Dozens of rival Islamist rebels executed in Syria
The al-Qaeda-linked Islamist State of Iraq and the Levant executed dozens of rival Islamists over the last two days as the group recaptured most territory it had lost in the northeastern Syrian province of Raqqa, activists said.
One activist, speaking anonymously, said up to 100 fighters from the Nusra Front, another al-Qaeda affiliate, and the Ahrar al-Sham brigade were shot dead.
They had been captured by ISIL in the town of Tel Abyad on the border with Turkey, the nearby area of Qantari and the provincial capital city of Raqqa, he said.
"About 70 bodies, most shot in the head, were collected and sent to the Raqqa National hospital," the activist said. "Many of those executed had been wounded in the fighting. The fact that Nusra Front and Ahrar al-Sham are ideologically similar to the ISIL did not matter,"
There was no independent confirmation of the report.
Fighting between the ISIL and rival Islamists and more moderate rebels has killed hundreds of people over the last 10 days and shaken the hardline militant group led by foreign jihadists.
But the ISIL regrouped and recaptured much of its stronghold in Raqqa city on Sunday, activists said, dealing a blow to rival rebel groups backed by Gulf Arab and Western states.
Among those reportedly executed at the weekend was Abu Saad al-Hadram, Nusra Front's commander for Raqqa province, who was captured several months ago as tension mounted between the foreign-led ISIL and the more home-grown Nusra, opposition sources said.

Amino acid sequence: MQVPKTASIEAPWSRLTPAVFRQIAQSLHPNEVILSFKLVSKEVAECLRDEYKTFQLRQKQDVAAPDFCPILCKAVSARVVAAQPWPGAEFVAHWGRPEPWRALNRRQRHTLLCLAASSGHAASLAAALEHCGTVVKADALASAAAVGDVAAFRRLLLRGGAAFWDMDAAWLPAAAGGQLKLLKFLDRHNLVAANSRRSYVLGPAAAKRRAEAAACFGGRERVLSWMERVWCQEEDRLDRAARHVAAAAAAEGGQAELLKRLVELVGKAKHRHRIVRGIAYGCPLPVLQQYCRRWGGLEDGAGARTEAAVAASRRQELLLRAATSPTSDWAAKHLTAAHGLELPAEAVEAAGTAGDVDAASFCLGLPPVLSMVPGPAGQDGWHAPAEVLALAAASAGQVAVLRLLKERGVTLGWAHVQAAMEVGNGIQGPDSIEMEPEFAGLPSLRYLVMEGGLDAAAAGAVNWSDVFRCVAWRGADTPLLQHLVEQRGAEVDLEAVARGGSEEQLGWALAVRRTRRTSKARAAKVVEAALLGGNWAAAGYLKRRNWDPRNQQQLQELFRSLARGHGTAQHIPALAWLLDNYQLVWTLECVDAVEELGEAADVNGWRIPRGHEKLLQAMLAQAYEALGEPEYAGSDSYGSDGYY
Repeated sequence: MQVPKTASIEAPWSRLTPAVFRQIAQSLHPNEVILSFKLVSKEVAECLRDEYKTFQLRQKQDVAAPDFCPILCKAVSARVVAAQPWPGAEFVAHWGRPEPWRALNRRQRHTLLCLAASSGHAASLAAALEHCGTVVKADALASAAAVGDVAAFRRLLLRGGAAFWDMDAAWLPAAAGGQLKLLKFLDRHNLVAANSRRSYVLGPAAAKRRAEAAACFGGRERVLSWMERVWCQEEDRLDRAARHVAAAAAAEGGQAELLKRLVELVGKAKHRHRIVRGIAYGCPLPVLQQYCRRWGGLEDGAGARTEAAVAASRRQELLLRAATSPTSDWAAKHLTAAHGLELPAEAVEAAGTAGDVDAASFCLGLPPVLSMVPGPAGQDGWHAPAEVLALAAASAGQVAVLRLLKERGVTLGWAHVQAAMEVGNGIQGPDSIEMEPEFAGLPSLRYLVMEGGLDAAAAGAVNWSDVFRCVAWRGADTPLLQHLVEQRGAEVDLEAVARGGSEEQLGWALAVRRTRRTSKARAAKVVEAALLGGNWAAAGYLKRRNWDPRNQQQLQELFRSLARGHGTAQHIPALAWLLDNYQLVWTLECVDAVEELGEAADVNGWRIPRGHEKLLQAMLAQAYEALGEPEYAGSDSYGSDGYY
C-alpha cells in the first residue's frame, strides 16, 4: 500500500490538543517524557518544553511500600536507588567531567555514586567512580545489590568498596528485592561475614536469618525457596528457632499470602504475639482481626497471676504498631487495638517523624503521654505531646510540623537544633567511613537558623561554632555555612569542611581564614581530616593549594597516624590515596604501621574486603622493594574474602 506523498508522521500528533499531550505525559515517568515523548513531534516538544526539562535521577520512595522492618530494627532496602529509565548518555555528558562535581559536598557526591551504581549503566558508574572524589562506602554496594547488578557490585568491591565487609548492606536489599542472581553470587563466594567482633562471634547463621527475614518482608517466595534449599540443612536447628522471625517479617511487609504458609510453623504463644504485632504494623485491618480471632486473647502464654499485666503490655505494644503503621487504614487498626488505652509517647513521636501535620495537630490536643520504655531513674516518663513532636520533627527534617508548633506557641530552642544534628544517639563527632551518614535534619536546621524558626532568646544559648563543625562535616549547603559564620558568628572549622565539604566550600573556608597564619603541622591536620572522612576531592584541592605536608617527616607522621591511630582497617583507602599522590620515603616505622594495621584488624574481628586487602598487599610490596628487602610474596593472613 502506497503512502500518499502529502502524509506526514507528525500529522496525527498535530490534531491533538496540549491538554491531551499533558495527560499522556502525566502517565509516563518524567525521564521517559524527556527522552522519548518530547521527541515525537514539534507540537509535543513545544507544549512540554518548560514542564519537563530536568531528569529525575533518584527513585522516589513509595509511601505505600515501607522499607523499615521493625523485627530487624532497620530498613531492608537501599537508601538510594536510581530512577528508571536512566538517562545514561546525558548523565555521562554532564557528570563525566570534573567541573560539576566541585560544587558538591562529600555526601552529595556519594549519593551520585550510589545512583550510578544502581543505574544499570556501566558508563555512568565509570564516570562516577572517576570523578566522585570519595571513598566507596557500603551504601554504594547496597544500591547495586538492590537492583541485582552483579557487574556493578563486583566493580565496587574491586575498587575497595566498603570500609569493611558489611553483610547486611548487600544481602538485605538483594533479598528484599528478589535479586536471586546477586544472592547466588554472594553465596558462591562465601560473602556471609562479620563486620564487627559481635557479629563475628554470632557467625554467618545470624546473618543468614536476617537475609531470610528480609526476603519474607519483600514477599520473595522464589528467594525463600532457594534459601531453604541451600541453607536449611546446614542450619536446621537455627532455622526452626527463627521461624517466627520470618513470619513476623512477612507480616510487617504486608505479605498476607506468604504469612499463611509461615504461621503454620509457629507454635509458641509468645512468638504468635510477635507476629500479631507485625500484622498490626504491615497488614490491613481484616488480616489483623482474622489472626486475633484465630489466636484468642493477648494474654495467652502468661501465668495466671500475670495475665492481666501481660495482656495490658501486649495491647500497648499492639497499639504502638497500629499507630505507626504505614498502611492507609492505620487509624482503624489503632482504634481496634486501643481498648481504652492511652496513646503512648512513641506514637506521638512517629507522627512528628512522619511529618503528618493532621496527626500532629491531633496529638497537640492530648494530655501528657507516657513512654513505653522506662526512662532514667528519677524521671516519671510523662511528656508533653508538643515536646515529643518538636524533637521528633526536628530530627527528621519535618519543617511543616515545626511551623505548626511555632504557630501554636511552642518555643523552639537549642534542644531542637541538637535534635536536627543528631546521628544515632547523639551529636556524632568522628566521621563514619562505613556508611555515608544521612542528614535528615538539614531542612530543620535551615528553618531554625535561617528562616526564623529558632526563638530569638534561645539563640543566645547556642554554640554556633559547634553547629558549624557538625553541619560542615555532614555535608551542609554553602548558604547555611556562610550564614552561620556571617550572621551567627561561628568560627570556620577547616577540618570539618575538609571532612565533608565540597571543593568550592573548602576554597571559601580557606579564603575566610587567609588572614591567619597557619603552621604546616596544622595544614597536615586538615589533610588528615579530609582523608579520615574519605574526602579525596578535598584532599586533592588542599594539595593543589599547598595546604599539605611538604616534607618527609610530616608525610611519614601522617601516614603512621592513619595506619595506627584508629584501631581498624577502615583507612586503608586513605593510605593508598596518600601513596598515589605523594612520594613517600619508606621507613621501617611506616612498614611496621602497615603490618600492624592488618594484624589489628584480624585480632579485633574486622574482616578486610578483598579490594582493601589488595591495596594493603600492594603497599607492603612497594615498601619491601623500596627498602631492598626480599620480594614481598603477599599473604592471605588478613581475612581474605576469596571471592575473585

In Raqqa, the only provincial capital under rebel control, activists said ISIL fighters battled remnants of rival Islamist units including the Nusra Front in several neighbourhoods.
To the north, ISIL recaptured Tel Abyad over the weekend. As a result, Turkish authorities closed a border crossing near the town and pulled out the facility's staff, according to the Syrian Revolution Co-ordinating Union, an opposition monitoring group.
Abdallah Farraj, a member of the opposition Syrian National Coalition from Raqqa, said rebels had been able to expel ISIL from parts of the neighbouring Aleppo province, but it would be hard to shake ISIL's hold on Raqqa and rural areas along key supply lines across the north.
"The rebels lack the organisation and the firepower to win. It will be difficult to defeat ISIL without military strikes from someone like Turkey," he said.
Abu Khaled al-Walid, an activist speaking from the border area, said many fighters from Ahrar al-Sham, one of the most powerful Islamist groups, chose not to confront ISIL because the combatants were local people with little enmity for each other.
"Many did not see a point in fighting their own relatives. ISIL is now in control of 95 per cent of Raqqa and its rural environs. Tel Abyad is also back with it," he said.
Raqqa, 385 kilometres northeast of Damascus, is the most significant city to have fallen completely to President Bashar al-Assad's opponents since the revolt against his family's four-decade rule broke out in March 2011.
ISIL pulled out of Raqqa and other towns in northern Syria this month after an Islamist rebel alliance attacked its strongholds, taking advantage of growing popular resentment of the group's foreign commanders, their killing of other rebels and a drive to impose a strict interpretation of Islamic law.
But ISIL has regrouped in the last few days, using snipers, truck-mounted commando units and suicide bombers.